15.   Are you willing to quit your day job for this project?   This is a trick question; if you are listening to my advice then you are _definitely_ not ready to quit your day job.   There’s a scarce minority of full time game designers and they are far greater women and men then I.

Step 4: Finances

Money makes the world go round.  If you have a bit of initial funding, you are far more likely to be successful in your design project.   A successful project can in turn fund future projects or even give you enough profit for a cup of coffee if you are lucky.

16.   Do you have any external sources of funding?  This could be a grant, a tax refund, pre-orders or other similar mechanism.

17.   Have you considered using a service such as Kickstarter which would allow you to raise some funding prior to production?

18.   How much are you willing to contribute personally to the project?

19.   Are you willing to pay for commercial software for your game production?

20.   Are you willing to pay for other professional services in your design?  (More on this in steps 6-9)

21.   Are you aiming to make a profit for this game?  If the answer is no, consider releasing it for free in PDF format.

22.   Are you willing to take risks with some funding, or are you taking the more conservative and lower risk approaches?  These are explained in Step 10.

Step 5: The Actual Game Design

Yes, this is a step.  This is where the foundation of the game is built and you produce your first draft.  The game won’t be ready for sale yet, but you will at least have enough of a structure for testing and revision.   This is where you make your critical decisions which will shape your particular game and make it worth playing.

23.   What are the core principles of your game?    Try producing a one-line mission statement which you can come back to when you have problems and make your decisions to align with that statement.

24.   What is the balance of Dramatic compared to the Procedural content?  Does the game focus more on why things happen, or on what happens?

25.   What is the depth of simulation you are aiming for in this design?  Heavy verisimilitude, or light cosmetic touches?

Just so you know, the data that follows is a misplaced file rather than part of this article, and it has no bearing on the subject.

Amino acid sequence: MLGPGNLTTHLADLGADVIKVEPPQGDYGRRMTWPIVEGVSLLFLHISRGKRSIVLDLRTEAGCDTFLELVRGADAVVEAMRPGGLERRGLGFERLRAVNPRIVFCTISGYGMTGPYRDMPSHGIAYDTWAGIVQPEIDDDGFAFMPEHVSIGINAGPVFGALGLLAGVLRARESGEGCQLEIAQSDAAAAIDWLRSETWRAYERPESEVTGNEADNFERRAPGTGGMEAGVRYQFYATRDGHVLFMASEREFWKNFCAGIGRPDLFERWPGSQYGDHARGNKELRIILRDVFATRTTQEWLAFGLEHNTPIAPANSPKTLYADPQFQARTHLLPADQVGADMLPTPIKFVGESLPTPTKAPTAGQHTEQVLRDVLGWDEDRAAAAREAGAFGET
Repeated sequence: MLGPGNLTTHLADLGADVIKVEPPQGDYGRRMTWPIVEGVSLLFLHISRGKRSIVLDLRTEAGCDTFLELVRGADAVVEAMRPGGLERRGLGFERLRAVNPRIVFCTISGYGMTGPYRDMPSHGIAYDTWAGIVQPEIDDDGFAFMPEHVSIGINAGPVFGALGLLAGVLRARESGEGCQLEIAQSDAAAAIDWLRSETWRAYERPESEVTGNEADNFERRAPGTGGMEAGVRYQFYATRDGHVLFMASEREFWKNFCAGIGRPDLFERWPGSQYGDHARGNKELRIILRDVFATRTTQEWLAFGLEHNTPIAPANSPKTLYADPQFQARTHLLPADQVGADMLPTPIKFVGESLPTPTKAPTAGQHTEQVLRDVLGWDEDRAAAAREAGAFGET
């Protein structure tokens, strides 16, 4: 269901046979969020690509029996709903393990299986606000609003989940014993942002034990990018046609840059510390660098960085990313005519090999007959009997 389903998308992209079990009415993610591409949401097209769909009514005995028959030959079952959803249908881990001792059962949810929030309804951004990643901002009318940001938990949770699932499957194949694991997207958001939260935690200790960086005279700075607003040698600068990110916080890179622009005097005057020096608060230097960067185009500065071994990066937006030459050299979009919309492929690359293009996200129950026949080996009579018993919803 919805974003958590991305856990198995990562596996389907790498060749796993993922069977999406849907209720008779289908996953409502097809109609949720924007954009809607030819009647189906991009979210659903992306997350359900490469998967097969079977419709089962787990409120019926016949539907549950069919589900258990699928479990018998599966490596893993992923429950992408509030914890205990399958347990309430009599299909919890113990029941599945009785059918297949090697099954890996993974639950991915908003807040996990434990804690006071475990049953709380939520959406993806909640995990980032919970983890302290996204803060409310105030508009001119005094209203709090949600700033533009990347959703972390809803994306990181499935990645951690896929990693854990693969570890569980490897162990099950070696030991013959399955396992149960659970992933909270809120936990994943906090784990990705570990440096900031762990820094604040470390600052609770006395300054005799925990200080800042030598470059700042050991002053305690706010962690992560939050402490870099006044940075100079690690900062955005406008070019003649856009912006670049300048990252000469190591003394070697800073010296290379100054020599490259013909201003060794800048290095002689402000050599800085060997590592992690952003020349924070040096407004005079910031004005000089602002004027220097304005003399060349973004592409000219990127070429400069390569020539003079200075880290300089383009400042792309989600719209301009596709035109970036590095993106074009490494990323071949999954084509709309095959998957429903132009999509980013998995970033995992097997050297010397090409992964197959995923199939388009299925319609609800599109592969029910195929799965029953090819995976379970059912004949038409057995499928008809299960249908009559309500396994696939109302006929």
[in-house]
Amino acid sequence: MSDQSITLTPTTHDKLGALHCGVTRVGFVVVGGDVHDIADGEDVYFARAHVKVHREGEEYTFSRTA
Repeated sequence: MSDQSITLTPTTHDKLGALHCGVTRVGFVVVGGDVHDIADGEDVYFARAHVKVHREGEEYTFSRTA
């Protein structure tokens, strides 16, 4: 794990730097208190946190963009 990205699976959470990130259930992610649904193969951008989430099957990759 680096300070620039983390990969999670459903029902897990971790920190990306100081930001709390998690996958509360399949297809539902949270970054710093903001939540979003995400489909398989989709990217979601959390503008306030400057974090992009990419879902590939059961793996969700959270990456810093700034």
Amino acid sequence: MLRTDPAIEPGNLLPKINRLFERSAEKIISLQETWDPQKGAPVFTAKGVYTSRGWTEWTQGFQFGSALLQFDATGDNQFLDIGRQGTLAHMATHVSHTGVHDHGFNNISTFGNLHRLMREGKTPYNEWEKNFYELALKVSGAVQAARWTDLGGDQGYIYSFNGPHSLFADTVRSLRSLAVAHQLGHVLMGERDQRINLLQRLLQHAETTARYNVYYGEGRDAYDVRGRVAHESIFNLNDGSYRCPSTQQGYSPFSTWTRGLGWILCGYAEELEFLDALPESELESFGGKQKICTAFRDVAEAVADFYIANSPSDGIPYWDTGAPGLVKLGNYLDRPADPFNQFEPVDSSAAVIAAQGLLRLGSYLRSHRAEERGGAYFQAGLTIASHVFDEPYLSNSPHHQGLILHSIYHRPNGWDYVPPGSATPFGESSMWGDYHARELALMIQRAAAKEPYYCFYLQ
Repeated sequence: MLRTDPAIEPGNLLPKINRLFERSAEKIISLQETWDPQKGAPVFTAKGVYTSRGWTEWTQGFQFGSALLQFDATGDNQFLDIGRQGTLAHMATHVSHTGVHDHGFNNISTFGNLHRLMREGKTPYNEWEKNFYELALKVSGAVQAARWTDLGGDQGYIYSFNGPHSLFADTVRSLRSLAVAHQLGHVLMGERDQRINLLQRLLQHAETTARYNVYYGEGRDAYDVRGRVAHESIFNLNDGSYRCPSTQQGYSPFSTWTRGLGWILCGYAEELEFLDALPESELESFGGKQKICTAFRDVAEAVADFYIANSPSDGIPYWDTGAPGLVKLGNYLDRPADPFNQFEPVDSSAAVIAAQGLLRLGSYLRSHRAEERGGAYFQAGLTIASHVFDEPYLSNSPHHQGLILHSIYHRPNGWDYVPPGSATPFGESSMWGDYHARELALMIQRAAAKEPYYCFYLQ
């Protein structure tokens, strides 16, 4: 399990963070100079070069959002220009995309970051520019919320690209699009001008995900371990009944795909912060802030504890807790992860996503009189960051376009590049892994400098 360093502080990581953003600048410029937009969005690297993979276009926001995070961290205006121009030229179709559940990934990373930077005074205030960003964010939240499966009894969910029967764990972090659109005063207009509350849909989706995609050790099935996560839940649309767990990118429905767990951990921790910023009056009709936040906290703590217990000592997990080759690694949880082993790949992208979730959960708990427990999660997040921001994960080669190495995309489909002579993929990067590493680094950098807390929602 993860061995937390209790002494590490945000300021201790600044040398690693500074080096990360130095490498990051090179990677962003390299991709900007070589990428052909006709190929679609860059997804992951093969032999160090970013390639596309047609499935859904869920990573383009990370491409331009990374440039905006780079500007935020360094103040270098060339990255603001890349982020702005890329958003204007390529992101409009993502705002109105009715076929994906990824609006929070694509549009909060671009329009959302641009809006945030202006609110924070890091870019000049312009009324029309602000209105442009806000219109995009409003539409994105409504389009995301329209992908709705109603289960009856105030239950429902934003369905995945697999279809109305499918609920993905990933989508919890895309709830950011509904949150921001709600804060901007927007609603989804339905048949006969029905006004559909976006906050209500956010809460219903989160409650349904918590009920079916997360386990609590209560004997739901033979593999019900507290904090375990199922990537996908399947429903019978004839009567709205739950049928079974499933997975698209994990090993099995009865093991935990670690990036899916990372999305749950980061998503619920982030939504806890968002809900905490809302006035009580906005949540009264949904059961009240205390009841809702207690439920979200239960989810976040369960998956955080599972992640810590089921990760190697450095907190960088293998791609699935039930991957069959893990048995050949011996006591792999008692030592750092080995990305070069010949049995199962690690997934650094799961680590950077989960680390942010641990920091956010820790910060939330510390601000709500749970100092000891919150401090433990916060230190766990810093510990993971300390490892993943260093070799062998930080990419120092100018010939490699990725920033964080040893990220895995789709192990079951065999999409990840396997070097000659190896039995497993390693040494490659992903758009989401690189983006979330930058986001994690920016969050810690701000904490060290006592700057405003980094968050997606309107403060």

26.   What is the depth of narrative structure and what type of narrative are you aiming to support?  Heavy story arcs with defined end conditions or completely undirected exploration of a setting?

27.   What is the depth of strategy and does this depend on perfect mechanical balancing?  Is it a deeply strategic game where battle maps and careful optimization of resources is necessary for victory, or is mechanically resolved conflict an afterthought?

28.   What is your audience?   What makes your game unique and memorable enough that your audience will pay good money for your game as opposed to the competition?

Step 6: Playtesting

This is one of the most critical steps in game design and often one given insufficient attention.   Unlike almost all other forms of creative media, Roleplaying Games depend on often intricate mechanical systems.   The only way to determine how those systems function is to playtest and this is also one of the only ways to detect any emergent properties produced by your game.

29.   How many alpha playtests will you have?   Alpha playtests in my jargon refers to basic testing of the game structure.   These are necessary to see if the underlying premise of the game can be managed with the core of your system.   Good friends and your regular play group are ideal for this testing.

30.   How much stress testing will you have?   After your alpha playtests, you need to have some individuals intentionally try to break your game system while following your rules as written.    You know any engineers or any exploitive rules-lawyers?  This is where they can help you the most.

31.   How many Blind playtests will you have?   This is the stage where you give your draft game to someone else with no additional verbal or written explanation and ask them to run a game.  Ideally you would provide a sample scenario and they would record the session for you.  When you run your own game, you will reflexively patch over many mistakes, or make snap judgements which are unsupported by your text.  Blind playtests will expose these problems for you.  Rules-averse players are ideal for these blind playtests as they will ask the most useful questions and force the GM to try to locate the answer.